By Jacob Bourne
Entering the seventh straight year of growth in the U.S. economy, researchers at Marcus & Millichap offer their clients a promising investment outlook for the nation’s 2017 multifamily housing market. This favorable forecast is tempered by an added qualification that the new political landscape marked by anticipated sweeping shifts in far-reaching economic policy warrants sustained vigilance. In the 2017 U.S. Multifamily Investment Forecast report, researchers point to predictions of an increase in 2 to 2.5 million jobs, jump in consumer spending by 2.5 percent, GDP growth and a rock-bottom average unemployment rate, as key indicators of this economic strength that will sustain apartment growth in many U.S. urban centers, given the widespread low supply of single family homes.[contextly_sidebar id=”O0WeZiMjyCdAP514Bcz5ipnHTlcvNcZ6″]“We haven’t seen this level of housing demand since the 1980s when the Baby Boomers were coming of age,” said John Chang, first vice president research services, Marcus & Millichap. “Now with the influx of Millennials we’re seeing it again. It’s a major driver of multifamily rental growth.”
Oakland is the Bay Area’s highest ranking market in the report’s multifamily index, landing at number five on the list of the nation’s major metros, one spot down from last year. Compared to San Francisco and San Jose, Oakland is positioned to have the strongest job growth rate of 3.1 percent. As many migrate from pricier parts of the Bay Area to Oakland’s relative affordability, rents continue to rise, forecasted at a six-percent increase for this year. With 3,000 apartment units set for delivery — the highest annual amount since 2000 — the average vacancy rate will be a low 2.9 percent due to good net absorption.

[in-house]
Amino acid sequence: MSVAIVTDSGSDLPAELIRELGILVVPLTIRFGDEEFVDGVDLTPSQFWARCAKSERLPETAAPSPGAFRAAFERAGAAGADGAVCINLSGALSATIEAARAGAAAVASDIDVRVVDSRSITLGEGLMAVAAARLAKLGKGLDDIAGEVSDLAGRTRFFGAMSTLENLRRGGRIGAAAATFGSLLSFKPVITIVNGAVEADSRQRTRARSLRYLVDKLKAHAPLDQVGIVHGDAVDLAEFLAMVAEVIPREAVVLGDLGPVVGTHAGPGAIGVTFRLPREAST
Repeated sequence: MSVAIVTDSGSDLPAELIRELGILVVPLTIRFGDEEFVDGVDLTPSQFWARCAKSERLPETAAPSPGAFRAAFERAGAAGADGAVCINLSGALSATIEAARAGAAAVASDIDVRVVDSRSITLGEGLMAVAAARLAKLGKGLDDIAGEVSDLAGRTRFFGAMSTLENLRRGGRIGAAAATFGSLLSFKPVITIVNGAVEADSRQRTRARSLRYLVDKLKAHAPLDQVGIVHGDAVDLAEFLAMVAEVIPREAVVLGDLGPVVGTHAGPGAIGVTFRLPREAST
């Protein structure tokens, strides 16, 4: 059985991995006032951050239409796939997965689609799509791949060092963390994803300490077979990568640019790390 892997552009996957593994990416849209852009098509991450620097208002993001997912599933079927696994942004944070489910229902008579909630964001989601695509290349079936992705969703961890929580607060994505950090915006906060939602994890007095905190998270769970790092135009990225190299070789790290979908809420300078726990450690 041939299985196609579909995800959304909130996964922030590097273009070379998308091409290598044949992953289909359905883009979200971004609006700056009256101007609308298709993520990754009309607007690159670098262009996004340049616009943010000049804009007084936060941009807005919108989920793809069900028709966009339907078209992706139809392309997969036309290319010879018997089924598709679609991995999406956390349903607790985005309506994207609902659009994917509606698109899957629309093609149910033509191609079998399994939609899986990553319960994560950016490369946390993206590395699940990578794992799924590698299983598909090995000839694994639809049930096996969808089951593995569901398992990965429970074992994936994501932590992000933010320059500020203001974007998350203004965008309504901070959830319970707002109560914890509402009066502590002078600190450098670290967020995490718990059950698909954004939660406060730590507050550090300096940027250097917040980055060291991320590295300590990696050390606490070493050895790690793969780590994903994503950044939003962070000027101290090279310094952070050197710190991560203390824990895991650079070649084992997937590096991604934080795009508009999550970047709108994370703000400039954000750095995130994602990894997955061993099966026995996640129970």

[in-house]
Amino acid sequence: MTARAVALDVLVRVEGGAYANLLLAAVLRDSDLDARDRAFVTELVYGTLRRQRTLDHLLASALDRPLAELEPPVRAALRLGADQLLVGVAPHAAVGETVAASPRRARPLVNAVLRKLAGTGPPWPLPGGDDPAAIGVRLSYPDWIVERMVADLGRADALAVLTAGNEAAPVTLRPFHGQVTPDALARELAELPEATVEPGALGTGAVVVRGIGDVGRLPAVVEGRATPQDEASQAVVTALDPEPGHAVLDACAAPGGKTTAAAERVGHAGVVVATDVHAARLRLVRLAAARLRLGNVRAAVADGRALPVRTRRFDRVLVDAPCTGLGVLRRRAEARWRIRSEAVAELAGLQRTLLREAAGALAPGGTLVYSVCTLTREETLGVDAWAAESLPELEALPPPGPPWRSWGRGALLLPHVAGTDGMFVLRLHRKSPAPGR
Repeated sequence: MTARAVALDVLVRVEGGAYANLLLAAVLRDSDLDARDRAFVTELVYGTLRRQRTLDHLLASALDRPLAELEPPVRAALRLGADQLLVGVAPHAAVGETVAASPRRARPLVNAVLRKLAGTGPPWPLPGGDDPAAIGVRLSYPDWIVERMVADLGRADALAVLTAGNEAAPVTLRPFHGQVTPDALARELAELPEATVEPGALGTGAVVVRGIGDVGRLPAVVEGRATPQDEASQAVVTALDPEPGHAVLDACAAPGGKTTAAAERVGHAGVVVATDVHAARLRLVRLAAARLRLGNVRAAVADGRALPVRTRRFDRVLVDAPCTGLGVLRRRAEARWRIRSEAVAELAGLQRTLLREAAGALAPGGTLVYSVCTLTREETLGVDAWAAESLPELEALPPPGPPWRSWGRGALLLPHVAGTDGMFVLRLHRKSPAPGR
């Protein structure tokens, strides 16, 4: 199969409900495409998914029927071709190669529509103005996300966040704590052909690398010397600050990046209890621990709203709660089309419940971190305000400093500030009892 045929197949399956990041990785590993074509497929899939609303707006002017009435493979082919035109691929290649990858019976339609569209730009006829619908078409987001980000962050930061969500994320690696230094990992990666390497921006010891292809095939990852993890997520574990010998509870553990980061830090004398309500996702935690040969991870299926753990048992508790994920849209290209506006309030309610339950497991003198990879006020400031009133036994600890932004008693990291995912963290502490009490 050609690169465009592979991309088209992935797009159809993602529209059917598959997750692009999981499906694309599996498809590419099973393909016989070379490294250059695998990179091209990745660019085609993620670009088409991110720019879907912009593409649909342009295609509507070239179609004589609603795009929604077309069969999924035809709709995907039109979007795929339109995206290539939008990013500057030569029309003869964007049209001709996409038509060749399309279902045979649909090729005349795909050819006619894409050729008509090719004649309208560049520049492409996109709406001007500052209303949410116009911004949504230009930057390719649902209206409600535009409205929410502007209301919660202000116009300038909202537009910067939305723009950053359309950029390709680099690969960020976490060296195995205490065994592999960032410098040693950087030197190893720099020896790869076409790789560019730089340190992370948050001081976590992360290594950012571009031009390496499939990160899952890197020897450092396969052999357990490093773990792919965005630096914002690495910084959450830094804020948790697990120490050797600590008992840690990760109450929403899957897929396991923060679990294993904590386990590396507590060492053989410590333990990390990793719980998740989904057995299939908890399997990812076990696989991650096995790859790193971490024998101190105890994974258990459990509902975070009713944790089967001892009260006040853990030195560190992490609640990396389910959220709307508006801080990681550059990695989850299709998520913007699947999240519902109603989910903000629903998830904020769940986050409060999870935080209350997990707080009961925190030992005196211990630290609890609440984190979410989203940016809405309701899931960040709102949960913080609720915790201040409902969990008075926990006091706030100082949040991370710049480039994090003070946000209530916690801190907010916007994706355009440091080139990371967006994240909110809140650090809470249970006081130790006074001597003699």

The Region’s three major cities, San Francisco, San Jose and Oakland are geared to add over 12,000 apartment units this year. In San Francisco, this will increase vacancy rates at least temporarily as supply outpaces demand. The area’s strong market activity is the result of sustained economic growth well above the national average largely due to information technology, social media and biotech industries. With average home prices out of reach for average earners and a dearth of those seeking to sell properties, rental demand remains high.
“An abnormally high number of units are going to be added in the Bay Area this year — the highest on record,” commented Chang. “We don’t normally see this and it’s causing vacancy to rise a bit. We’ve seen some softer rents in the past few months. It’s a lot for the Bay Area, which has limited space to develop, however when you factor in the robust growth and size of the market, it’s not really an overwhelming number. It will just take some time to absorb.”
The report cites conservatism on the part of lenders as an element that will help prevent overbuilding. The Dodd-Frank Act became federal law in 2010 in the aftermath of the Great Recession, and among other provisions it marks construction as a higher risk investment category thereby requiring banks to reduce the outflow of capital to developers. Although the Act could be overturned by the current administration, rolling back of the regulatory effects would be a lengthy process. Presently, some researchers view the existence of Dodd-Frank as a positive in the current climate as a means of controlling the growth cycle.
Economic strength is still evident in many cities around the country especially in metros hosting tech industry epicenters like the Bay Area, Seattle, Los Angeles and Salt Lake City. While there is no evidence of an approaching downturn, Chang stressed that there are numerous policies that could come from Congress or the President, which could either extend the growth cycle or potentially cause it to derail. Policies currently being discussed concerning investment in infrastructure, greater restrictions on immigration and a protectionist trade stance could have a dramatic impact on the course of the economy depending on outcomes.